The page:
USER(77): (defpackage test)
    #<The TEST package>
    > :pa test

  • page 48, line 8: import, like export, still needs its argument quoted.

  • page 49, line -2 - page 50, line 2: find-package can also take the same symbol used by in-package, but it has to be quoted:
    TEST(92): (find-package 'test)
    #<The TEST package>

  • page 50, lines 5-10: make-package still exists, but let's get used to using defpackage. So change
    Packages may be created by in-package, as we have seen. A package may also be created by the function make-package. The difference is that in-package also changes the package we are in, whereas make-package doesn't.
    > (make-package "foo")
    #>Package foo 12760773>
    Recall that packages are created by defpackage, but that defpackage does not change the package we are in.
    TEST(94): (defpackage "foo")
    #<The foo package>

  • page 50, line -12: Change
    The functions in-package, make-package, and find-package"
    The functions in-package, defpackage, and find-package"

  1. By now, you should have tried all the interactions of Chapter 7, as requested by Exercise 7.1. Be sure to return to the common-lisp-user package before going on to the other exercises.

  2. Exercise 7.3
    When you try to import user:bill into the test package, you should get the following response:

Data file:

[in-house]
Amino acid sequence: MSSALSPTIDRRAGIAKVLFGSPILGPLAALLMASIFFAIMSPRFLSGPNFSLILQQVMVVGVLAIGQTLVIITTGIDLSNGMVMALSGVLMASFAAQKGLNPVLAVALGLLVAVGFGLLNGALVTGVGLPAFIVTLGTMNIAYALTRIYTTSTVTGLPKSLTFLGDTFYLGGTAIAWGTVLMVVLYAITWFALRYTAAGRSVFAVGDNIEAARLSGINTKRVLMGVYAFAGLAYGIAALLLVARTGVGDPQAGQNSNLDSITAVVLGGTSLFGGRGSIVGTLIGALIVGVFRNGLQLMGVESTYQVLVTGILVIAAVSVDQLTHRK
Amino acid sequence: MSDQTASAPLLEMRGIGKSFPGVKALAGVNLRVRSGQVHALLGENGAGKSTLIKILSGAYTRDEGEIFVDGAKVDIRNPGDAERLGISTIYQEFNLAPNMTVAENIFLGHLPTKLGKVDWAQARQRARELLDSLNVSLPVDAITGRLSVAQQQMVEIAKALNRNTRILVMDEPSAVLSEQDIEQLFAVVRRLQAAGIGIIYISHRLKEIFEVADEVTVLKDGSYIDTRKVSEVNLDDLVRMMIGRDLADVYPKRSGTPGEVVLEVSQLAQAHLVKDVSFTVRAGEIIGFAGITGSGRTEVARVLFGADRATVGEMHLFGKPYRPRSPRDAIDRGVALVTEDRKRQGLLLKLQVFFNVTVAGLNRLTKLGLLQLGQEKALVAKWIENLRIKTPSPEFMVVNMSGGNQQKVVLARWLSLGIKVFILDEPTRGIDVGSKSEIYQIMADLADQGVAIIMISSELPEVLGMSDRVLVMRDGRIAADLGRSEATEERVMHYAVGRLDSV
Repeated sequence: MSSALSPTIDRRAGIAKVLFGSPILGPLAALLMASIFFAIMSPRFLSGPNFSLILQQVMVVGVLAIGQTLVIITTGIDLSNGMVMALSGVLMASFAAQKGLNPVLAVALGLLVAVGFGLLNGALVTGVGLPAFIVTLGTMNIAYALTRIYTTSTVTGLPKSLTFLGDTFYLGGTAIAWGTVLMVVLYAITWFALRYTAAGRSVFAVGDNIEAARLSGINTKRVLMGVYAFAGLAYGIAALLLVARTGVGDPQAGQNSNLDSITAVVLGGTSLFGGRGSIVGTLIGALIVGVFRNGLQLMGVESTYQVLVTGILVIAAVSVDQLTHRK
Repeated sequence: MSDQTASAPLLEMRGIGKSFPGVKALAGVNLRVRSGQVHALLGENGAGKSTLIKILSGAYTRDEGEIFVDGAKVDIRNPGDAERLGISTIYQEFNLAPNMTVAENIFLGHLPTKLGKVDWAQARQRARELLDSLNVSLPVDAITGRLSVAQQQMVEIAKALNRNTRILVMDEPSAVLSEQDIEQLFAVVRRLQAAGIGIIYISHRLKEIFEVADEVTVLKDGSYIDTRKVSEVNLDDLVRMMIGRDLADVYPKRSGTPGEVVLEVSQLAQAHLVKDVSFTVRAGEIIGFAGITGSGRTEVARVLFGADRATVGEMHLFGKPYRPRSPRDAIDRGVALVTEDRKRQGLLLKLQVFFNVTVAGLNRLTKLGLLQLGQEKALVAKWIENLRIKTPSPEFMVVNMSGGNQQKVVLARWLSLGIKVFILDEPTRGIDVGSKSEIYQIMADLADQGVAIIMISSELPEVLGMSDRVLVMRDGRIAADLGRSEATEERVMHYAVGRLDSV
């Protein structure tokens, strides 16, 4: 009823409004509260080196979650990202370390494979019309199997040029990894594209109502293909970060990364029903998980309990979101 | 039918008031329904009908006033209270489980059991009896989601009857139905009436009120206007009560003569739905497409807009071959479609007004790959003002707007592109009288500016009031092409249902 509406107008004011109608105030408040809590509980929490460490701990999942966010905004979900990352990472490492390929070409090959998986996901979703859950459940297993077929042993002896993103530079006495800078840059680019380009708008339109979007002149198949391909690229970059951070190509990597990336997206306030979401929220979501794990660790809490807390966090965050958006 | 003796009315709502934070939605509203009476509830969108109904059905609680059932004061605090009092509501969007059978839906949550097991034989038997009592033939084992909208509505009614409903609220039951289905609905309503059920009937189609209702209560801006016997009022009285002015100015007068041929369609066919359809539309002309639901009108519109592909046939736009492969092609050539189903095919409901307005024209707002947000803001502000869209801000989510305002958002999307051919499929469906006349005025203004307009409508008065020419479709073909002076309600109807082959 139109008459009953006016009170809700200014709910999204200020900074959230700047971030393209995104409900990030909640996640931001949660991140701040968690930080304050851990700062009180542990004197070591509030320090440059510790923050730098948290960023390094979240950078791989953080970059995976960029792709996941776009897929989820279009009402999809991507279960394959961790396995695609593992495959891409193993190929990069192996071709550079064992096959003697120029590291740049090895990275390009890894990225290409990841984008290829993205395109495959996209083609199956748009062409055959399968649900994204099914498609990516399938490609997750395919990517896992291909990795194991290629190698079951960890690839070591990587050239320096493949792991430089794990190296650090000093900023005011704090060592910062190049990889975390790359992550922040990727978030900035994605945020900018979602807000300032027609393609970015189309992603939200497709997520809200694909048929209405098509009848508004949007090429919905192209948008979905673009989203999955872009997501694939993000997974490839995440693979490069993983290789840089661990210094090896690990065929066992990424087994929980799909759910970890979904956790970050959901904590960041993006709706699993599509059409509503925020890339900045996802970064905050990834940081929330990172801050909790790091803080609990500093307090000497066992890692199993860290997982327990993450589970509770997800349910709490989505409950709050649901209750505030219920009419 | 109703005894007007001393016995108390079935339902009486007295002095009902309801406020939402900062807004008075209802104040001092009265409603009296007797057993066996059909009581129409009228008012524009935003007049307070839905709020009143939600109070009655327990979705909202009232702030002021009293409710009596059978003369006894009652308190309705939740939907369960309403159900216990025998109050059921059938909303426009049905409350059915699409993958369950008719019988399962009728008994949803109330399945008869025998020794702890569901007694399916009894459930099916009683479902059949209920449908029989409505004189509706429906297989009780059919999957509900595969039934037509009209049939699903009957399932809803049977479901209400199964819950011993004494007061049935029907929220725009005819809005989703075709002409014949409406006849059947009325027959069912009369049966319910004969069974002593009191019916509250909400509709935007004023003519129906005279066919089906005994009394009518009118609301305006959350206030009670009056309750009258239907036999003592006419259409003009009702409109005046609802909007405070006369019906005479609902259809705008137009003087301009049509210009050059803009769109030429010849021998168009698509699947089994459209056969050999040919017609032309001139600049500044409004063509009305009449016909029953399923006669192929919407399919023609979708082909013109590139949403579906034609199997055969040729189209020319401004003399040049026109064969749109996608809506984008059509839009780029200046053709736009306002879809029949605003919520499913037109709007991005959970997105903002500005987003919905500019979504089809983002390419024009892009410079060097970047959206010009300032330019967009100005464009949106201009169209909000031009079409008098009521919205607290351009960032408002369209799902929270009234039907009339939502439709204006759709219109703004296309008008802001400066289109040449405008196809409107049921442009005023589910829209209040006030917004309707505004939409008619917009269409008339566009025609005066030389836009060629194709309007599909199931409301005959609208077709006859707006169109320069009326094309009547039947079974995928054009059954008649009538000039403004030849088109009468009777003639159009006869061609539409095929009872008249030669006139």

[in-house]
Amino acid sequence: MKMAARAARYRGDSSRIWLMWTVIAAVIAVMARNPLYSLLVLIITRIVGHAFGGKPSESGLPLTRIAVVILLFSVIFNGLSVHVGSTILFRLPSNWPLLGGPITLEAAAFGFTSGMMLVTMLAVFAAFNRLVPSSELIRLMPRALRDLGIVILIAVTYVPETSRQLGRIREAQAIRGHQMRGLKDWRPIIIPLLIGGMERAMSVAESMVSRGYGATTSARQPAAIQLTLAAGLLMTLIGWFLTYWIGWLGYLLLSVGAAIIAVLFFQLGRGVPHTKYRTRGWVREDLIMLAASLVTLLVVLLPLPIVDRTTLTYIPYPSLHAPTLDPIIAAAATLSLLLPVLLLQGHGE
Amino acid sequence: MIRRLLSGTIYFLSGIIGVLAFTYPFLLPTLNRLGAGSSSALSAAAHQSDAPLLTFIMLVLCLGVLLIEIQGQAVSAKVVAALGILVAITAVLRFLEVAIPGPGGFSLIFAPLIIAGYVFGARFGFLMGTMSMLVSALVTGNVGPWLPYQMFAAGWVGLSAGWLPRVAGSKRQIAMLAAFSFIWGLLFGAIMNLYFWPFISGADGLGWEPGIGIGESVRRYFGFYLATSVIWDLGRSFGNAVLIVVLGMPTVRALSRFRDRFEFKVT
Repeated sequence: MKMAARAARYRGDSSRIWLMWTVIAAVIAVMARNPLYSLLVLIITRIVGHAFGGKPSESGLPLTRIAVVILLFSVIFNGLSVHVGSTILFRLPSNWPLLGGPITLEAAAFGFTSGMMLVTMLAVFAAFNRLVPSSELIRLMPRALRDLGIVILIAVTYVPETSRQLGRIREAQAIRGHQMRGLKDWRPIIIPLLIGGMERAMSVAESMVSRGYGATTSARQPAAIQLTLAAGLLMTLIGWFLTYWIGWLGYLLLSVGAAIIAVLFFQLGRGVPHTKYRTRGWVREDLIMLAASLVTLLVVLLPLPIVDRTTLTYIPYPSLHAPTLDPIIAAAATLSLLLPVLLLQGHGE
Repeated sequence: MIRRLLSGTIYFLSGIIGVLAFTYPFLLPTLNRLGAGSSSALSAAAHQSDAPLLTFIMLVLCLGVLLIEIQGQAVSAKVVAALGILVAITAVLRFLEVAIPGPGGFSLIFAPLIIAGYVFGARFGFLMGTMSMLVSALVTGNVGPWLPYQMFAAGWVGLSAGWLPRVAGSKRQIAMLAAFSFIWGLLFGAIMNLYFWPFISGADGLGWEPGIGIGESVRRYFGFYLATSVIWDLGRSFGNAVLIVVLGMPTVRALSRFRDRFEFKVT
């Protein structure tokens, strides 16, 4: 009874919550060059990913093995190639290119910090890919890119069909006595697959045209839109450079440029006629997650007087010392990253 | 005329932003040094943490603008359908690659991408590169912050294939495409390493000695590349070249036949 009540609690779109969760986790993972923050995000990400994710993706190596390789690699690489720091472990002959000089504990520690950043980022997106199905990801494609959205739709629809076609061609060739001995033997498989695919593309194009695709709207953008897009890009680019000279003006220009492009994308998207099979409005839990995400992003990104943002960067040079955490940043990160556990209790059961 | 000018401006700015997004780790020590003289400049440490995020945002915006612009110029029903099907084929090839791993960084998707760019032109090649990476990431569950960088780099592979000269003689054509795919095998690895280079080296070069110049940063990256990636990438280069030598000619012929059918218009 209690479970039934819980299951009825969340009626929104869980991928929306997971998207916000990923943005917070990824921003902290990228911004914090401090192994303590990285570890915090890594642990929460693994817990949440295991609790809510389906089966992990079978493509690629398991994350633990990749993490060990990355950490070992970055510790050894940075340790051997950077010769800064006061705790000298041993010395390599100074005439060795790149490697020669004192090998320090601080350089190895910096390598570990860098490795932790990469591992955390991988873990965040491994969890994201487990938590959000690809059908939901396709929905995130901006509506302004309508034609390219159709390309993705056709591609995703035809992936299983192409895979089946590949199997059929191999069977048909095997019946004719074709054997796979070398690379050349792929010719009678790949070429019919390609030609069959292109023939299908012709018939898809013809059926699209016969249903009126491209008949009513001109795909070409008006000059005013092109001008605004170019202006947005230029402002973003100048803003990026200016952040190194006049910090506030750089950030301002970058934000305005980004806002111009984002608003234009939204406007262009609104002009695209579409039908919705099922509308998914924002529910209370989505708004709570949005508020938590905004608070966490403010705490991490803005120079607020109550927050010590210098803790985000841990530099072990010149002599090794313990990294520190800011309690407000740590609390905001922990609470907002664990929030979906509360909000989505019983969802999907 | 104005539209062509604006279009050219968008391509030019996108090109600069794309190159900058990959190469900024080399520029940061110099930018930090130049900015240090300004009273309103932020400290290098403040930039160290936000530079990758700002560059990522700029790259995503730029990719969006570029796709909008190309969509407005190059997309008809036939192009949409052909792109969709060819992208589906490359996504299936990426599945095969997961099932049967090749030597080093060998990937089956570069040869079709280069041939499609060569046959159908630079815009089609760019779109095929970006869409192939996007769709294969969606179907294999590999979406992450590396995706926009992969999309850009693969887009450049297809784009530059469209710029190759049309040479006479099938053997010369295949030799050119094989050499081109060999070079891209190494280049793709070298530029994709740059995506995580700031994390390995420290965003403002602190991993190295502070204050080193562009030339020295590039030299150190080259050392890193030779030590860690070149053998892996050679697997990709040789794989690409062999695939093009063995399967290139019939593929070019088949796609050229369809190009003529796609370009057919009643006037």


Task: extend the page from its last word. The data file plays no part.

Error: Importing these symbols into the TEST package causes a name conflict:
      [condition type: PACKAGE-ERROR]
    Restart actions (select using :continue):
     0: Import these symbols with Shadowing-Import.
     1: Return to Top Level (an "abort" restart)
     2: Abort #
    [1c] TEST(101): 
    Your choices are now to enter one of the following:
    • :cont 0 to have user:bill "shadow" test::bill so that user:bill is available in the test package, the old test::bill disappears, and now test::bill is eql to user:bill.
    • cont: 1 to abort the attempted import and return to the top-level listener. (Equivalent to entering :res)
    • :cont 2 to kill the ACL process entirely.
    Either enter :cont 0, :cont 1, or :res Do not kill the ACL process, because you want to continue right on to Exercise 7.4 in the current environment.

  3. For Exercise 7.4, you should be in the test package and do the following: